- Keith Diffenderfer did four but one was thumbed down by the judges; he promised to clean it up.
- Ashley Bennett did five tattoos, and all had great lettering, which is her strongest point.
- Damon Butler had three tattoos, and none were liked by the judges.
- Lydia Bruno had four tattoos, and each looked like a different person did them, the inconsistency of her tattoos did not sit well with the judges.
- David Bell completed four tattoos, but the last one was incomplete and they judges held it against him.
- King Ruck had six tattoos, and the outline was considered jacked up.
- Roland Pacheco did three and one was an abstract cat, but all Oliver could say was, “What the f**k?” The artist tried to defend his work, but had no defense for the one creation labeled an atrocity.
As the three judges conferred, they rated Scott Marshall, Matti Hixson and Walter “Sausage” Frank among the top of their field and at the bottom of the field were; King Ruck and Roland Pacheco.
Dave Navarro then called out the names of the artists who earned their shop besides Kyle. Matti, Scott, Ashley, Sausage, and Jim. As Dave stared at the rest of the field, he told them that none of them deserved a shop. He then told them that the remaining eleven artists would have to prove themselves the next day with another challenge.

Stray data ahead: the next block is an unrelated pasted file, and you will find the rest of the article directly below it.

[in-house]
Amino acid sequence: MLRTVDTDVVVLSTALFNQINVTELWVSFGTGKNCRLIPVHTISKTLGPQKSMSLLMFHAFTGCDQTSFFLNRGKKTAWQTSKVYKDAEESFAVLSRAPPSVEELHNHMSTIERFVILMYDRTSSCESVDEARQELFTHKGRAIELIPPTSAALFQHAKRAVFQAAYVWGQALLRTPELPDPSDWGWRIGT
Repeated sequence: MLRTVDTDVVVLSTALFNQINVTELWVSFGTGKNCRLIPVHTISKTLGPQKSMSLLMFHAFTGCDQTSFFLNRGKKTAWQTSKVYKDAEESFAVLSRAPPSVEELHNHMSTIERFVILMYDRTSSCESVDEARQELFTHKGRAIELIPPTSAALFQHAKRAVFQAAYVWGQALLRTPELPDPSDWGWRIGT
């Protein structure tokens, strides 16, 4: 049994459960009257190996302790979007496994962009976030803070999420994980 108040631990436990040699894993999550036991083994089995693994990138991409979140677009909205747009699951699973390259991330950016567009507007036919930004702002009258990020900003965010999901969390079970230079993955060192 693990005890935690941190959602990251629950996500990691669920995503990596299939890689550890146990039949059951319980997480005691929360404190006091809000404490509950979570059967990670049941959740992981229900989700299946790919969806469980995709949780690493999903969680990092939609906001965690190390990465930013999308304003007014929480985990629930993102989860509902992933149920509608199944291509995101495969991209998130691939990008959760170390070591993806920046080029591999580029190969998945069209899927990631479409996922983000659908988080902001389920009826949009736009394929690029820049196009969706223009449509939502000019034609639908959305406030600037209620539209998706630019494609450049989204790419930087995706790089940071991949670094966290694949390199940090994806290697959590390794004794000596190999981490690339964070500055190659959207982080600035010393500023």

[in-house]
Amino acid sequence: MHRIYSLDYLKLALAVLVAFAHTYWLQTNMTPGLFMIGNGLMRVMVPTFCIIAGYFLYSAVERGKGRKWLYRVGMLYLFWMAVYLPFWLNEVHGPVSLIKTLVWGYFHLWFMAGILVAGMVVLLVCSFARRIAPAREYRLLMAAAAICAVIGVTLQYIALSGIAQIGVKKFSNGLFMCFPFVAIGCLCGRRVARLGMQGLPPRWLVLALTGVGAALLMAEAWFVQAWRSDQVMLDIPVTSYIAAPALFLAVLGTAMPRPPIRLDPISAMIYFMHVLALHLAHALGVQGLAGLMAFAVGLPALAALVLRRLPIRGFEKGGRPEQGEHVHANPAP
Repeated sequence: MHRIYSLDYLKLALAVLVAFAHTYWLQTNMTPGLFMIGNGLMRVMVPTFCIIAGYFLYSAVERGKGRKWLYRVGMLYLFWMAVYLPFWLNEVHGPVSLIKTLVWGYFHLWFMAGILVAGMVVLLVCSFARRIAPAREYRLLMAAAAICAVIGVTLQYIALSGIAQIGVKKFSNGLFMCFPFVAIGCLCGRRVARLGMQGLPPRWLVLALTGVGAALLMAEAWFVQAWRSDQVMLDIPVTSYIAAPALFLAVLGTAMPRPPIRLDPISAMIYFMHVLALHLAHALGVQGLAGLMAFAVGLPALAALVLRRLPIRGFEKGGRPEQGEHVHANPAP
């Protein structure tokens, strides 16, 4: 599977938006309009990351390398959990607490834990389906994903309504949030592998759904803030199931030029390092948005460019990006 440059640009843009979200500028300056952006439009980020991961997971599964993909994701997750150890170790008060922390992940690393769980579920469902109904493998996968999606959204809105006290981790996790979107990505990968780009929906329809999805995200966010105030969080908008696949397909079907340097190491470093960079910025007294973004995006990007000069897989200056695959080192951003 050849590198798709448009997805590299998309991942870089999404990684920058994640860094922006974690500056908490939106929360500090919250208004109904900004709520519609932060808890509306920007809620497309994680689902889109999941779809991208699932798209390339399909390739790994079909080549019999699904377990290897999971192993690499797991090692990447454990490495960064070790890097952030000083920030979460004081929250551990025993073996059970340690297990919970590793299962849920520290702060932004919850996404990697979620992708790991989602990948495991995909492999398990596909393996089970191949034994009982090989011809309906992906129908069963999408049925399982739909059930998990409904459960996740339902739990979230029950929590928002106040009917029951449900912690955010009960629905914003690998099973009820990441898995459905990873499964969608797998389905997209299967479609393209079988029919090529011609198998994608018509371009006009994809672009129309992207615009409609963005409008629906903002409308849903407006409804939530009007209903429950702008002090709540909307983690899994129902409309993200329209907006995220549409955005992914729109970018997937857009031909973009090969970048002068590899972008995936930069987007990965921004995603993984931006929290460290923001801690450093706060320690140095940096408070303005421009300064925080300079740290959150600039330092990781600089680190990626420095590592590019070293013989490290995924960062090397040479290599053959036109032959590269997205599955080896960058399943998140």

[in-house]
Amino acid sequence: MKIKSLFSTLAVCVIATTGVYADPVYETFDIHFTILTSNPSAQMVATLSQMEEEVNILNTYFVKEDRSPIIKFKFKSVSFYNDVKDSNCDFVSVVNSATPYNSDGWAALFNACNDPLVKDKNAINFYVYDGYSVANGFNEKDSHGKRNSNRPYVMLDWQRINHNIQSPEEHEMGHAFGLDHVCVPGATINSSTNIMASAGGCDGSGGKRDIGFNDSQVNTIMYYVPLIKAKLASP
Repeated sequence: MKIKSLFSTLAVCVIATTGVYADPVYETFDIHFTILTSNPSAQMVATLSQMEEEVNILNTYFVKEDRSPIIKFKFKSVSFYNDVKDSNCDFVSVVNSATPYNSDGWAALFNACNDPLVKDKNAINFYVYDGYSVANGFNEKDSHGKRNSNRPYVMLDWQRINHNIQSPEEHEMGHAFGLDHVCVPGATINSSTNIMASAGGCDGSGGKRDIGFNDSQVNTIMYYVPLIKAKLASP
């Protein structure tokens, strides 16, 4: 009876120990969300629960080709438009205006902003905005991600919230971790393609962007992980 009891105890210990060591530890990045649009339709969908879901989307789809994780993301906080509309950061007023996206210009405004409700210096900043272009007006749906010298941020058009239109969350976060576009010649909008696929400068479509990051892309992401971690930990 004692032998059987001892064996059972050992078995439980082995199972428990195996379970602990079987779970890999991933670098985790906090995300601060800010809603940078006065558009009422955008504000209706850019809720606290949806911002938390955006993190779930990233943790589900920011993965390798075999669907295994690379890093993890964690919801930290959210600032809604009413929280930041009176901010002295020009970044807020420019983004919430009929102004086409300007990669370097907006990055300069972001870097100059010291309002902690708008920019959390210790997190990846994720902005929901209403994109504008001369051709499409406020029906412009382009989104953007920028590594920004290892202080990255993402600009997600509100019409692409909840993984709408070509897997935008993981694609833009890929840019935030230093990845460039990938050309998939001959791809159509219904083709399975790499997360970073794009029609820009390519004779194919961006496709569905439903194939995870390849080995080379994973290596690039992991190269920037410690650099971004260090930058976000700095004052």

When the entire group gathered in the place where much of the competition will be held, the chosen ones had their shops set up with their names and examples of their work. The ones who must compete further were not happy. They must now show off their best tattoo skills on a completely open canvas, where they can do the design of their choice and prove they belong in the competition. In the past, several tattooers have gone home without ever showing their forte. Now these artists can do their strongest tattoos and prove they deserve to be in the competition, and the one who does not, goes home immediately. As the time rolls down to only minutes, it is apparent who is on the bottom of the heap. The artists who are not in the competition as well as the judges are keeping a watchful eye on their competitors, as only one will be leaving, so the rest are basically their enemies.
As the eleven await their fate in the loft, they talk s**t about the competitors who already received their shops. Everyone believes they deserve to be there as much as the chosen few. Gentle Jay feels that if he is eliminated, he would probably want to burn the f-ing building down. He then told everyone there; if not eliminated, he would be coming after them too.